People across the Lowcountry are faced with picking up the pieces of what's left in their homes in the aftermath of the flooding.
"When you look, there's like this square in my room, and it's empty and when you look you get to see my mom's bathroom," says 5-year-old Austyn Hale, who lives in the Shadowmoss neighborhood in West Ashley.
Austyn recalls what her house looks like after the flood.
"That day when my house flooded that was a school day for me, and the water was so high up, it was on my mom's knees," says Austyn.
Things that were a part of people's everyday lives now line the street of the neighborhood in several piles.
"Everything is in disarray, you know of course the smell in the house from all the moisture, we have nothing downstairs everything has been moved out," says Linda Hall who lives a block way from Hale in Shadowmoss.
"The gesture has come and we have... $25,000 worth of damage, so now we're in the process of drying everything out," says Hall.
Water damage restoration workers are in the neighborhood helping to clean-up. A crew from Florida was busy clearing out walls and disinfecting homes.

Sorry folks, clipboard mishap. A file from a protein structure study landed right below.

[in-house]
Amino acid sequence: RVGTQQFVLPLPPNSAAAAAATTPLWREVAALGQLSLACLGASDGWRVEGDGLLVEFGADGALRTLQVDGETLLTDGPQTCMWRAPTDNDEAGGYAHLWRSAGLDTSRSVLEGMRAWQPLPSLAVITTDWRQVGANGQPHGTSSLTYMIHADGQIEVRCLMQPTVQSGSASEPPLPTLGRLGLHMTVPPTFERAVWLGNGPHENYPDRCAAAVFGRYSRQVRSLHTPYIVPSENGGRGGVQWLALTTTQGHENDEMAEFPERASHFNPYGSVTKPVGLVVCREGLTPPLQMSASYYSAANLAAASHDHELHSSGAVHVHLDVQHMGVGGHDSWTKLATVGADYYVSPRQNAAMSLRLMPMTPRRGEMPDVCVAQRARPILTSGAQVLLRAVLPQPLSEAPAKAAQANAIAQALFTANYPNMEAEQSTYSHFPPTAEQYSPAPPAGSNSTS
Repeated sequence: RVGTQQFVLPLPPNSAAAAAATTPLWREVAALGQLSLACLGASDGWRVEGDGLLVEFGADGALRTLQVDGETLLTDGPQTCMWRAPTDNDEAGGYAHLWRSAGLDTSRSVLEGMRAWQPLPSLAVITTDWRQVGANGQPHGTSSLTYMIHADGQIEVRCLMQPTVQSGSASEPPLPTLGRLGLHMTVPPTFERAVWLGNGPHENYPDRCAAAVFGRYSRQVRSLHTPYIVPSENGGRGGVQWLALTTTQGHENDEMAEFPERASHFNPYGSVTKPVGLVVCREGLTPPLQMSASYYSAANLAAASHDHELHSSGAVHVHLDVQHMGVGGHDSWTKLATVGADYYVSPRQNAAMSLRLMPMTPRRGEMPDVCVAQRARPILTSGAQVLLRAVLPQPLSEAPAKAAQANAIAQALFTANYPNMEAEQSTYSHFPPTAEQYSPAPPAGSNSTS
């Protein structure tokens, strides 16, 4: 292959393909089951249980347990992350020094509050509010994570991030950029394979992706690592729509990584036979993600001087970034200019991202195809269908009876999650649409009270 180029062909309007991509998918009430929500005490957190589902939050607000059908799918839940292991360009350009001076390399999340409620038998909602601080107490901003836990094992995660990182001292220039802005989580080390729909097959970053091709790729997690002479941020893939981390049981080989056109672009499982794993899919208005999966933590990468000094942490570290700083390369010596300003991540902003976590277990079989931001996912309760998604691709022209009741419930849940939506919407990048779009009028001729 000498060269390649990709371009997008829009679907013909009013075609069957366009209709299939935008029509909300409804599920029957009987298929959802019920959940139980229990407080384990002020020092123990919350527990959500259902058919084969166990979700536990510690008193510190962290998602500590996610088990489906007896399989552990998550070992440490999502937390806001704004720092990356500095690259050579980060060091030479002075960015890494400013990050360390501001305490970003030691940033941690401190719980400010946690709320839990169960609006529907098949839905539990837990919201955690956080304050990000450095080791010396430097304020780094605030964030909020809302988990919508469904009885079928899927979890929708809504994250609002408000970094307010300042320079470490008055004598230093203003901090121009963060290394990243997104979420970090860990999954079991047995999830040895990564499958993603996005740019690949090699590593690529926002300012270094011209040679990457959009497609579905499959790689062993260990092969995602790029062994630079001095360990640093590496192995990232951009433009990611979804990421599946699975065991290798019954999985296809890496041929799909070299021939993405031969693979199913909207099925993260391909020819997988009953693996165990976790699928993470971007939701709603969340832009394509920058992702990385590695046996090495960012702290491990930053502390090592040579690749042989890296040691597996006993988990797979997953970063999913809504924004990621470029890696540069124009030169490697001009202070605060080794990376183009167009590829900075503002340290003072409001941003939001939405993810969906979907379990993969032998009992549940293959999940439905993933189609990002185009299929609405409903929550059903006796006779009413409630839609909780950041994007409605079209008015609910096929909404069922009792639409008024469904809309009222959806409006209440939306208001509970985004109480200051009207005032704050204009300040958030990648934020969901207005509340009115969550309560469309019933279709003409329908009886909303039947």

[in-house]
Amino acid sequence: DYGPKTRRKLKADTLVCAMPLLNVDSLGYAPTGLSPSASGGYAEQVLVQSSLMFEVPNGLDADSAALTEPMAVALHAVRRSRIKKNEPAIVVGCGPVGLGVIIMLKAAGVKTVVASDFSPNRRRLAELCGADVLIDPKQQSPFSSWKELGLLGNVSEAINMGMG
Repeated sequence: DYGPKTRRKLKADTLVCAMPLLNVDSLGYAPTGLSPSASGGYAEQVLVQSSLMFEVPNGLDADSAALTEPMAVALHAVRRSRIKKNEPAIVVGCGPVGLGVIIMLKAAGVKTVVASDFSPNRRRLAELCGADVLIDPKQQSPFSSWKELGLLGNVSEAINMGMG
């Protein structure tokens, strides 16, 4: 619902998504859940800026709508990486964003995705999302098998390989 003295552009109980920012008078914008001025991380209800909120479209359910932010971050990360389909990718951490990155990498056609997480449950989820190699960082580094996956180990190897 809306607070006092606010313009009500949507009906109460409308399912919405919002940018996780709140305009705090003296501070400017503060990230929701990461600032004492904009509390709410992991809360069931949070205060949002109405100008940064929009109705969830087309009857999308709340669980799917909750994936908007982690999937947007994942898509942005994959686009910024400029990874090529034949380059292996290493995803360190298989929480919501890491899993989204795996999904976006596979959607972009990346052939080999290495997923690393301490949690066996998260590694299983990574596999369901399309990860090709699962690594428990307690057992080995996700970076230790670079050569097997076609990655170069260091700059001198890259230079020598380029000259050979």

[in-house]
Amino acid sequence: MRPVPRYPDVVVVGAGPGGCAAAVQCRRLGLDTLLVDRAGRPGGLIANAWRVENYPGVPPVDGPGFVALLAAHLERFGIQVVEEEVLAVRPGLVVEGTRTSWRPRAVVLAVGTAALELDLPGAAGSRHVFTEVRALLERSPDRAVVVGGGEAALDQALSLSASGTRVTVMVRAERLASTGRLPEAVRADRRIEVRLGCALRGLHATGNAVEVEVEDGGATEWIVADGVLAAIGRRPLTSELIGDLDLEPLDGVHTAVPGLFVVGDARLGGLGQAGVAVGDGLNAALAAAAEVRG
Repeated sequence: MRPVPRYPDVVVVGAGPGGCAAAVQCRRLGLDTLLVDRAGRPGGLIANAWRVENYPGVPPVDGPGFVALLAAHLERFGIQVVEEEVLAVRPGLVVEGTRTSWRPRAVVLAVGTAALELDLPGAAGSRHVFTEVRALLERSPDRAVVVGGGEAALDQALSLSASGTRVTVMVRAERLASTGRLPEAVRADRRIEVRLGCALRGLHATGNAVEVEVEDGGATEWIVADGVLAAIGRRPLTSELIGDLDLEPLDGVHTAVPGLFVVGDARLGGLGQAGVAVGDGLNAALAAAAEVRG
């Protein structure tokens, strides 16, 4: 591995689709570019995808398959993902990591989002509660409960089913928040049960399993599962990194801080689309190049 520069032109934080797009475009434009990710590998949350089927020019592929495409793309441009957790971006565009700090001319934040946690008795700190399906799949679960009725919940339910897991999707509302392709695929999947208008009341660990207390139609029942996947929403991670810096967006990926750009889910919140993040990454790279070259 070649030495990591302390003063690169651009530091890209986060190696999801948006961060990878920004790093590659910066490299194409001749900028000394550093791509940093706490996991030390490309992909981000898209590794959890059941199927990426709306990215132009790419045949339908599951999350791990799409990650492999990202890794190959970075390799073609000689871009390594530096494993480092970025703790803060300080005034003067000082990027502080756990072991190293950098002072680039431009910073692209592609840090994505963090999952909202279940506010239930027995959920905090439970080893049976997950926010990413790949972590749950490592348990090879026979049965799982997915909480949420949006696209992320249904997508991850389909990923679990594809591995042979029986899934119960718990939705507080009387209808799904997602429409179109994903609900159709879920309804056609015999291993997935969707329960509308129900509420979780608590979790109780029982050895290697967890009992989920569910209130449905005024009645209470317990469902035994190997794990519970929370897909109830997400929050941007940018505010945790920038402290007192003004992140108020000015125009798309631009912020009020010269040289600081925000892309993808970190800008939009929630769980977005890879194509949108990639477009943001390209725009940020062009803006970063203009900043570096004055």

"Our neighbors across the street brought everyone a lasagna dinner so we've had a lot of help," says Hall. "We've had churches come through, give us cleaning supplies, everyone has pulled together."
Austyn had to throw away some of her favorite things, but she says, "people have been bringing us new toys."
She found a way to hang on to some of those memories of toys she no longer has.
"We took pictures of them," says Austyn.
Though families aren't able to hold on to as much as they hoped for.
"Bicycles, tools, everything, the lawn mower, everything in the garage was destroyed," says Hall.
They still remain thankful.
"We are very blessed that... we are still alive, it was a very traumatic event," says Hall.